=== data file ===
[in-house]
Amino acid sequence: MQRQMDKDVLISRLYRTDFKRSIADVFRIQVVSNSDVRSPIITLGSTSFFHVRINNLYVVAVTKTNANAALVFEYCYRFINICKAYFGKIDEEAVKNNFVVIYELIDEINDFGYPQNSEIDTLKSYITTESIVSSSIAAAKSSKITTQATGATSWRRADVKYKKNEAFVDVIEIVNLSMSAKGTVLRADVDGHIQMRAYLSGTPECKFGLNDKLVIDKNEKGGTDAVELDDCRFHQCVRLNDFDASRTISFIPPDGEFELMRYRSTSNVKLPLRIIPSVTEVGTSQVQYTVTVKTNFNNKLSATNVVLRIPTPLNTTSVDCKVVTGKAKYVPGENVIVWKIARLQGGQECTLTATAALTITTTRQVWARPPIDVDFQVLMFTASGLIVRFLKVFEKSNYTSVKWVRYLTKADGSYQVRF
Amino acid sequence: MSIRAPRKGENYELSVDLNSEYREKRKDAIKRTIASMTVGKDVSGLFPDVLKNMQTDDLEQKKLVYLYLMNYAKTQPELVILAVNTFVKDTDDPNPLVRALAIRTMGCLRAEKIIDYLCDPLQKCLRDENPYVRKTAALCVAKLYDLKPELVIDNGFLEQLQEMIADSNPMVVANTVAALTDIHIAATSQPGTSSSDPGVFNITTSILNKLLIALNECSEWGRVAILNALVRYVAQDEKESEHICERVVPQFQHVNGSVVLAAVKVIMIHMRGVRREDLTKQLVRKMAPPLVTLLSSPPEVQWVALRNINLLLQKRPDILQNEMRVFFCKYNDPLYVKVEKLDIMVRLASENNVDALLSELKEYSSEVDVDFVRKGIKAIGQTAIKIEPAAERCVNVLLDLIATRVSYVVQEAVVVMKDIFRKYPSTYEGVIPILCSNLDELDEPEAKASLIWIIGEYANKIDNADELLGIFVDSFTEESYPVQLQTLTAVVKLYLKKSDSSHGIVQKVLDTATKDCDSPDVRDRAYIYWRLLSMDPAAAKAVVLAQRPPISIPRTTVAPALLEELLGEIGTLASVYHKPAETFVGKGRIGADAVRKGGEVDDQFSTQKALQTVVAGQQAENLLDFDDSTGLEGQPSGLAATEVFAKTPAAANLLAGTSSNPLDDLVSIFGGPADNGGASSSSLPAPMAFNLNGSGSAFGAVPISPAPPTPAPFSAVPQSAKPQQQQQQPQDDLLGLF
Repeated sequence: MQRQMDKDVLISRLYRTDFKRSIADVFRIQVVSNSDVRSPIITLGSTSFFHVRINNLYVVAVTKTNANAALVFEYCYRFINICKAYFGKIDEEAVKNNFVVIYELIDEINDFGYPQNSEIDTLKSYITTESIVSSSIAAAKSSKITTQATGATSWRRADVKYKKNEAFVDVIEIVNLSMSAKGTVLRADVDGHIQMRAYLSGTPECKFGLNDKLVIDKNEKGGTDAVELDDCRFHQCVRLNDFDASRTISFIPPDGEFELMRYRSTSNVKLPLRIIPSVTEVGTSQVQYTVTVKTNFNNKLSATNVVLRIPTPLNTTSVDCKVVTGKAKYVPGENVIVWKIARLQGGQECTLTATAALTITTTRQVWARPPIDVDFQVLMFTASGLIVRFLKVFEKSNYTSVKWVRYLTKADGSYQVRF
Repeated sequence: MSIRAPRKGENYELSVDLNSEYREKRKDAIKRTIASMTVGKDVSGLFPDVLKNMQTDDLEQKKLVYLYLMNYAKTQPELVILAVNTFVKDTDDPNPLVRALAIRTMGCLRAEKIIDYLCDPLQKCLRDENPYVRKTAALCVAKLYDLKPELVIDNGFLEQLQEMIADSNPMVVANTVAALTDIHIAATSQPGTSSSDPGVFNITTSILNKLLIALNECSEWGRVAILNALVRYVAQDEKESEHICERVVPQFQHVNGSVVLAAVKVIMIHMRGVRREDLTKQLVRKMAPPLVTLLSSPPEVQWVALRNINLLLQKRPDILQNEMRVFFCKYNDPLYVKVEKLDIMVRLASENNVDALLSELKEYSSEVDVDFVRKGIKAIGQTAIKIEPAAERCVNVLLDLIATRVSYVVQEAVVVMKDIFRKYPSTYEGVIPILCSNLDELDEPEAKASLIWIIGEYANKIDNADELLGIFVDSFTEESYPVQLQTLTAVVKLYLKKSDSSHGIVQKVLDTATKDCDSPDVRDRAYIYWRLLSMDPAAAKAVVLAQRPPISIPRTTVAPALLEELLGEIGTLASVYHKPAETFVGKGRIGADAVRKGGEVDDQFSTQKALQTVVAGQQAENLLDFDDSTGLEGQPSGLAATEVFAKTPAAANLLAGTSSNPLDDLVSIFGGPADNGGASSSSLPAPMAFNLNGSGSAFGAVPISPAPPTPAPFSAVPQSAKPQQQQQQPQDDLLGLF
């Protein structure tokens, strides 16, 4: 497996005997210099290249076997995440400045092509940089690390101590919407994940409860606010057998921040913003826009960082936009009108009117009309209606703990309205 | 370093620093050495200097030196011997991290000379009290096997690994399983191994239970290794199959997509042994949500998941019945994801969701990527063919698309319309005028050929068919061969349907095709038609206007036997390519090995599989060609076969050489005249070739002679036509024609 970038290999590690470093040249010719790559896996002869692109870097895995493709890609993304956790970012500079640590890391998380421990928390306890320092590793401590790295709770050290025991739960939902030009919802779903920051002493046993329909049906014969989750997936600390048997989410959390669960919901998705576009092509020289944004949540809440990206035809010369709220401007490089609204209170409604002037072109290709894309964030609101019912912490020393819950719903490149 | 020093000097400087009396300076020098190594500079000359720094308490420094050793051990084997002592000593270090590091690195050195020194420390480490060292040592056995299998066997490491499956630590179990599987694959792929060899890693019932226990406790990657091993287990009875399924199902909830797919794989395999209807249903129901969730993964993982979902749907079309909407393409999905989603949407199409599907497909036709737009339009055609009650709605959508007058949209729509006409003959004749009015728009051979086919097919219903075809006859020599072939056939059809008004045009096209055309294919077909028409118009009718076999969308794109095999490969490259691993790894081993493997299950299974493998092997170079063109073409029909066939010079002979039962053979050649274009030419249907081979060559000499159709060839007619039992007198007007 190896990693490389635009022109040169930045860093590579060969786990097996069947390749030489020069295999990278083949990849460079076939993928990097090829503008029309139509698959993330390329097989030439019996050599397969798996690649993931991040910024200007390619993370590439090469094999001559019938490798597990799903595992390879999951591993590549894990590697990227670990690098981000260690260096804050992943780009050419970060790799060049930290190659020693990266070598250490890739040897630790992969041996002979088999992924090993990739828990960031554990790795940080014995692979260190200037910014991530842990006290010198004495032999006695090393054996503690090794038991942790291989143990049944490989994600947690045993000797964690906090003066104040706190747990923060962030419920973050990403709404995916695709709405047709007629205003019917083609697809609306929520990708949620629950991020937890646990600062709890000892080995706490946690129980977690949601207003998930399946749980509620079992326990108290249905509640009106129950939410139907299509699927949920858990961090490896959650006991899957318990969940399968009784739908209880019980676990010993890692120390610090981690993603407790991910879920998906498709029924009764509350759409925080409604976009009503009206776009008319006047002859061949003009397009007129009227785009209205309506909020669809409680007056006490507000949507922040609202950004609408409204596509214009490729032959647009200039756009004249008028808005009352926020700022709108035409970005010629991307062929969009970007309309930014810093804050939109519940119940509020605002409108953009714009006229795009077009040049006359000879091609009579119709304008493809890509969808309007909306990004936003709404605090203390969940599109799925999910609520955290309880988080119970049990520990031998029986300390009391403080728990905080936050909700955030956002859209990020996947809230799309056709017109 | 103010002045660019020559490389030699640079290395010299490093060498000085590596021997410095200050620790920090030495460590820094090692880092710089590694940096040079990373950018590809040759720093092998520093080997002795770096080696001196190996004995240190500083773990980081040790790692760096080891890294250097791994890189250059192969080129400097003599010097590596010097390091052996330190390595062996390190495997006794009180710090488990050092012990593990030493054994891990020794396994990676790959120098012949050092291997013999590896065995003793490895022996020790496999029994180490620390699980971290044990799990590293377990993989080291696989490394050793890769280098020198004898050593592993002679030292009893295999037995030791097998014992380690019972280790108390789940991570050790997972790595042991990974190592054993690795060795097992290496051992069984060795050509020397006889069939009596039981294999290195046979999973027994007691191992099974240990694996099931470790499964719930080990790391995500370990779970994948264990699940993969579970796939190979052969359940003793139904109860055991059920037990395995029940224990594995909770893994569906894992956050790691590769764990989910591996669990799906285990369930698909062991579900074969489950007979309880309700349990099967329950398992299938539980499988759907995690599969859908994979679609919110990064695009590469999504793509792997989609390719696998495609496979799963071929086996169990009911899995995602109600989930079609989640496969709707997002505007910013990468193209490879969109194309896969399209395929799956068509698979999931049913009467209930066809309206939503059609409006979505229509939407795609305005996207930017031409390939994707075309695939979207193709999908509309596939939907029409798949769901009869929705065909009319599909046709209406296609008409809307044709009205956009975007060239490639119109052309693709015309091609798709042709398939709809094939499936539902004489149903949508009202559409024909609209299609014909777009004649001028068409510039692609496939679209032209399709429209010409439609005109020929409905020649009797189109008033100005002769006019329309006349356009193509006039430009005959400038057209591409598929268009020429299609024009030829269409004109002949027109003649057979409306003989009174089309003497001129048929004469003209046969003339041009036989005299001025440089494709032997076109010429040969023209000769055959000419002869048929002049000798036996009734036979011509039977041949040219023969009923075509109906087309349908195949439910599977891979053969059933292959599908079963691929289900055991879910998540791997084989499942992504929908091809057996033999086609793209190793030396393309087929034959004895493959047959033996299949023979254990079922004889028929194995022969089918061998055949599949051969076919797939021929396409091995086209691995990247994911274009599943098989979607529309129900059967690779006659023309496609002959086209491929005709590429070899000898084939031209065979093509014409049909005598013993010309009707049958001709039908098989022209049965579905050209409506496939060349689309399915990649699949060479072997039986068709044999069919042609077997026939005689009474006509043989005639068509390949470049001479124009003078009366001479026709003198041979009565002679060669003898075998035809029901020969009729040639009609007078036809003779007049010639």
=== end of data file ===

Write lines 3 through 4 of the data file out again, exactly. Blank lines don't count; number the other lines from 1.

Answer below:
Amino acid sequence: MSIRAPRKGENYELSVDLNSEYREKRKDAIKRTIASMTVGKDVSGLFPDVLKNMQTDDLEQKKLVYLYLMNYAKTQPELVILAVNTFVKDTDDPNPLVRALAIRTMGCLRAEKIIDYLCDPLQKCLRDENPYVRKTAALCVAKLYDLKPELVIDNGFLEQLQEMIADSNPMVVANTVAALTDIHIAATSQPGTSSSDPGVFNITTSILNKLLIALNECSEWGRVAILNALVRYVAQDEKESEHICERVVPQFQHVNGSVVLAAVKVIMIHMRGVRREDLTKQLVRKMAPPLVTLLSSPPEVQWVALRNINLLLQKRPDILQNEMRVFFCKYNDPLYVKVEKLDIMVRLASENNVDALLSELKEYSSEVDVDFVRKGIKAIGQTAIKIEPAAERCVNVLLDLIATRVSYVVQEAVVVMKDIFRKYPSTYEGVIPILCSNLDELDEPEAKASLIWIIGEYANKIDNADELLGIFVDSFTEESYPVQLQTLTAVVKLYLKKSDSSHGIVQKVLDTATKDCDSPDVRDRAYIYWRLLSMDPAAAKAVVLAQRPPISIPRTTVAPALLEELLGEIGTLASVYHKPAETFVGKGRIGADAVRKGGEVDDQFSTQKALQTVVAGQQAENLLDFDDSTGLEGQPSGLAATEVFAKTPAAANLLAGTSSNPLDDLVSIFGGPADNGGASSSSLPAPMAFNLNGSGSAFGAVPISPAPPTPAPFSAVPQSAKPQQQQQQPQDDLLGLF
Repeated sequence: MQRQMDKDVLISRLYRTDFKRSIADVFRIQVVSNSDVRSPIITLGSTSFFHVRINNLYVVAVTKTNANAALVFEYCYRFINICKAYFGKIDEEAVKNNFVVIYELIDEINDFGYPQNSEIDTLKSYITTESIVSSSIAAAKSSKITTQATGATSWRRADVKYKKNEAFVDVIEIVNLSMSAKGTVLRADVDGHIQMRAYLSGTPECKFGLNDKLVIDKNEKGGTDAVELDDCRFHQCVRLNDFDASRTISFIPPDGEFELMRYRSTSNVKLPLRIIPSVTEVGTSQVQYTVTVKTNFNNKLSATNVVLRIPTPLNTTSVDCKVVTGKAKYVPGENVIVWKIARLQGGQECTLTATAALTITTTRQVWARPPIDVDFQVLMFTASGLIVRFLKVFEKSNYTSVKWVRYLTKADGSYQVRF